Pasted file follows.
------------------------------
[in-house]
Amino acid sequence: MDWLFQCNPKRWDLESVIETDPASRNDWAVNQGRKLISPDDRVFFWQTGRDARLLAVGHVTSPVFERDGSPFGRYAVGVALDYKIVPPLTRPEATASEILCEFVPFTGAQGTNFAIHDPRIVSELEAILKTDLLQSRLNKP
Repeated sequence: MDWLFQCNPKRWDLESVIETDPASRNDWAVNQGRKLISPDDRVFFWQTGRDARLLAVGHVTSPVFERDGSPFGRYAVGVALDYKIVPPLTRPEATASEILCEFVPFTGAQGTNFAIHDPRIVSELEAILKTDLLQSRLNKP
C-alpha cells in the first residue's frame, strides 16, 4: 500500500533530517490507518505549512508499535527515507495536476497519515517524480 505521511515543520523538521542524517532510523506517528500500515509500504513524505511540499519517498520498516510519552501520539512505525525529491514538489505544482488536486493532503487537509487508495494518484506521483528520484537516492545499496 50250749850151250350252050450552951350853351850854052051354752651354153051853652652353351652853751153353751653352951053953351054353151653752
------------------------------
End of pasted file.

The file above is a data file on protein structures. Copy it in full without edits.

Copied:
[in-house]
Amino acid sequence: MDWLFQCNPKRWDLESVIETDPASRNDWAVNQGRKLISPDDRVFFWQTGRDARLLAVGHVTSPVFERDGSPFGRYAVGVALDYKIVPPLTRPEATASEILCEFVPFTGAQGTNFAIHDPRIVSELEAILKTDLLQSRLNKP
Repeated sequence: MDWLFQCNPKRWDLESVIETDPASRNDWAVNQGRKLISPDDRVFFWQTGRDARLLAVGHVTSPVFERDGSPFGRYAVGVALDYKIVPPLTRPEATASEILCEFVPFTGAQGTNFAIHDPRIVSELEAILKTDLLQSRLNKP
C-alpha cells in the first residue's frame, strides 16, 4: 500500500533530517490507518505549512508499535527515507495536476497519515517524480 505521511515543520523538521542524517532510523506517528500500515509500504513524505511540499519517498520498516510519552501520539512505525525529491514538489505544482488536486493532503487537509487508495494518484506521483528520484537516492545499496 50250749850151250350252050450552951350853351850854052051354752651354153051853652652353351652853751153353751653352951053953351054353151653752